The movement behind ‘not showing up for work:’ To be an employee in Durham Public Schools

Kitora Mason, Assistant Area Manager of Durham Public Schools Northern Division of Transportation, stands outside of the Durham Public Schools Department of Transportation. February 13, 2024. Photo by Heather Diehl.

Tuesday, Feb. 20, 2024

By Pragya Upreti

What began as an overpayment error in the Durham Public School system—allocating an unintended extra amount to the paychecks of several DPS employees due to an accounting error—has devolved into something far greater, impacting employees and their families on profound levels. 

DPS superintendent Pascal Mubenga resigned amid the chaos, calling the error “unintended and unprecedented” in a statement. But for many employees, having to navigate such uncertainty alongside administrative instability draws warranted frustration.

A large part of the outrage stemmed from the way the issue has been framed in the media, Kitora Mason, the Assistant Area Manager of Durham Public Schools’ Northern Division of Transportation, said.

So much of the language has centered around DPS employees “not showing up for work,” she stated. “There was misinformation from the beginning.”

In the recent weeks following the error, the conversations around its impacts have often overlooked the backbone of the DPS system—employees whose livelihoods exist from paycheck to paycheck, and many of whom have no choice but to find alternative means of putting food on the table. 

Mason held strong opinions on the movement and lack of concern by the board.

“It’s stressful. It has killed the morale of Durham Public School employees. We don’t trust them anymore. You’re messing with our livelihoods now,” she asserted. “I’ve been searching for days now to pick up a second job because I’m living from paycheck to paycheck and I can barely feed my kids. I can barely feed them.” 

Michelle Herrera-Garcia is a Family Liaison at Glenn Elementary School in Durham. She has been working for DPS since 2021. 

“If teachers, instructional assistants, front office workers, bus drivers, mechanics, or any other DPS employee doesn’t show up for work, it affects students,” she affirmed. “We know that. But what the board fails to understand is that our lives are important too. I have two jobs because I can’t afford to just have one. This is the same situation for a lot of the people I work with. We have children. We have bills to pay, and I don’t know what my paycheck is going to look like next month.”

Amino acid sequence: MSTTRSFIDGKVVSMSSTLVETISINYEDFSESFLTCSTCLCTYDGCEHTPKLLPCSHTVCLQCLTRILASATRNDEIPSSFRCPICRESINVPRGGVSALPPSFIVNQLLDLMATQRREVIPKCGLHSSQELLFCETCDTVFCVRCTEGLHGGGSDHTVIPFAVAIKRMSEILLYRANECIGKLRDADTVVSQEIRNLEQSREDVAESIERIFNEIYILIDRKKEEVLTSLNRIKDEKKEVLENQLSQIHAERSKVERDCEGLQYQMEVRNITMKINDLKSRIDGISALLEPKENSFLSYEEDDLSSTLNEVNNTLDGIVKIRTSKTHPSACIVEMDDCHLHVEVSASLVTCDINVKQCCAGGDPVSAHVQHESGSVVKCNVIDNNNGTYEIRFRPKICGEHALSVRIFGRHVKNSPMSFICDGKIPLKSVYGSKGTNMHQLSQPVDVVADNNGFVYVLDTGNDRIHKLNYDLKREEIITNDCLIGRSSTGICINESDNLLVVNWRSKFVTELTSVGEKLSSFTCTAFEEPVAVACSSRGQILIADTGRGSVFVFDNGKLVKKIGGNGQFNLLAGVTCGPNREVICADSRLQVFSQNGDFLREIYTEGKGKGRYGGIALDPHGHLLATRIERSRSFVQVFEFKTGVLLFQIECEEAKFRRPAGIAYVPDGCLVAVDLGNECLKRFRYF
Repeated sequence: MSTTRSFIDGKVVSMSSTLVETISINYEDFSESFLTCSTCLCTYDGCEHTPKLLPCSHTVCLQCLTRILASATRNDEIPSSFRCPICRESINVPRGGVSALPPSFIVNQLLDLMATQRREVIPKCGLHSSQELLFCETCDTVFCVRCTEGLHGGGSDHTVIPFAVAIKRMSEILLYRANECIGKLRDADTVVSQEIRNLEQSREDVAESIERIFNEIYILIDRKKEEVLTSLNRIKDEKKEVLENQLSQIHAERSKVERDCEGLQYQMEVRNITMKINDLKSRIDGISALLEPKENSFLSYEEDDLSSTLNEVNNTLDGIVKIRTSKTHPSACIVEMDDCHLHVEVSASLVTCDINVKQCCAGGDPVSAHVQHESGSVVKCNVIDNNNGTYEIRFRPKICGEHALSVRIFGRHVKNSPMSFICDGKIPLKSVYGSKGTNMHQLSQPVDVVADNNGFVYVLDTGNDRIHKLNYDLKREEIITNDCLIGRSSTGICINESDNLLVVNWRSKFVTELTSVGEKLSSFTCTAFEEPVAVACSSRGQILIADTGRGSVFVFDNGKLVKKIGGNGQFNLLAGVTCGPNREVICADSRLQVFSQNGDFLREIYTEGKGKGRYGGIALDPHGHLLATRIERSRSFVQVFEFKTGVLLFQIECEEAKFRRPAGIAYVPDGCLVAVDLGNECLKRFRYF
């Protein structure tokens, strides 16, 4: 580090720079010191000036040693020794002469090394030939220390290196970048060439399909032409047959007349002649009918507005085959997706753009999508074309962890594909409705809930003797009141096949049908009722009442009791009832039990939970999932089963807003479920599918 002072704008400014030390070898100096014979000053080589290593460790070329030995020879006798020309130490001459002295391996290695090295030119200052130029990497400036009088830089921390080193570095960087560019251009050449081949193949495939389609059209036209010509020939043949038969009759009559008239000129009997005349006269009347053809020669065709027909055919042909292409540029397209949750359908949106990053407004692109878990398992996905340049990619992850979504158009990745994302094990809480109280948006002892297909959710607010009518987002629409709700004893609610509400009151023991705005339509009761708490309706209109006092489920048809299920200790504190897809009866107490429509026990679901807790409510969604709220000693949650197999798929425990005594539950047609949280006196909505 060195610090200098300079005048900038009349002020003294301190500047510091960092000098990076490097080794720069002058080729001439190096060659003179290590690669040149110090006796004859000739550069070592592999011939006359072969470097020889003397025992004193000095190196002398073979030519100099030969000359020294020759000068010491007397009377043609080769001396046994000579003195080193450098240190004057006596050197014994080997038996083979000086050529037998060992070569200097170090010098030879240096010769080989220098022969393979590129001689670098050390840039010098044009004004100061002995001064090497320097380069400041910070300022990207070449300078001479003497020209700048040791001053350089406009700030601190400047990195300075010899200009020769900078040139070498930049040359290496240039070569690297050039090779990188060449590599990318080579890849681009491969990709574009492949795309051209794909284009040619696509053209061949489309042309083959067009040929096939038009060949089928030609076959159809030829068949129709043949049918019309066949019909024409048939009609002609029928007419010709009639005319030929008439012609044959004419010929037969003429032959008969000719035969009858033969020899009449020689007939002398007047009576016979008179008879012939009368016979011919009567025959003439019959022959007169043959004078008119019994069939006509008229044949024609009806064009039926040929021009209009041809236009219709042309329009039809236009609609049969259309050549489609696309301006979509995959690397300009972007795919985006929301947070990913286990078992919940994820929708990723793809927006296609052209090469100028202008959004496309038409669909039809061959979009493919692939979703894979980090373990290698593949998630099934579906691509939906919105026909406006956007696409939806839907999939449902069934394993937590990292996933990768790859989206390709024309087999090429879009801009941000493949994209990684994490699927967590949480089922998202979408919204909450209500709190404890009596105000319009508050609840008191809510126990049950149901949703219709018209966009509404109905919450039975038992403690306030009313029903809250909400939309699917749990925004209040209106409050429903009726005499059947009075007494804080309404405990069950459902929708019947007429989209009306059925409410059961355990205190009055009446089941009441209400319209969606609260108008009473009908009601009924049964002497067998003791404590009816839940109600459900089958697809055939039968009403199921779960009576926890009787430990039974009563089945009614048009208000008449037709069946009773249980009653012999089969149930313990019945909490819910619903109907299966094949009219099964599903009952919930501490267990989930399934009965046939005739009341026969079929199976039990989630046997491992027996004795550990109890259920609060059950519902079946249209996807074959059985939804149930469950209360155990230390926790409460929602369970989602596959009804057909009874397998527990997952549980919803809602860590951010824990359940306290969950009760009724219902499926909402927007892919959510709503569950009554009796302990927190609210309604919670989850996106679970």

Herrera-Garcia also expressed her frustration with media coverage of the issue, contending that although employee sit-outs may have caused disruptions, that framing neglects a deeper systemic concern.

“They’re making it seem like the bus drivers or teachers just don’t want to show up to work,” she claimed. “Mind you, bus drivers were showing up to work. They can’t move the buses if the mechanics aren’t there—and they [mechanics] were trying to prove a point by not showing up.”

Beyond this, Herrera-Garcia said there is a conversation to be had about the lack of transparency within the decision-making processes of the DPS Board of Education.

“Only certain people are being blamed for what has been going on over the past several weeks. There is such little transparency from decision-makers, and nobody is willing to accept any responsibility,” she exclaimed.

Mason echoed this sentiment as well. 

“Bus drivers were never on strike. They just didn’t have the resources to get into the gates and to their buses.”

Public education systems thrive largely because of the resilience of employees navigating a deeply complex system—one that perpetually overlooks their well-being and personal lives outside of work.

Bus mechanics, transportation managers, instructional assistants, and many faculty within DPS are more than just those titles. To wear many hats in a system that fails to recognize such a circumstance is “a great injustice,” said Mason.

“Feel our pain,” said Herrera-Garcia. “Enough of talking in circles.”

Edited by Micah McLaughlin and Ashley Santillan.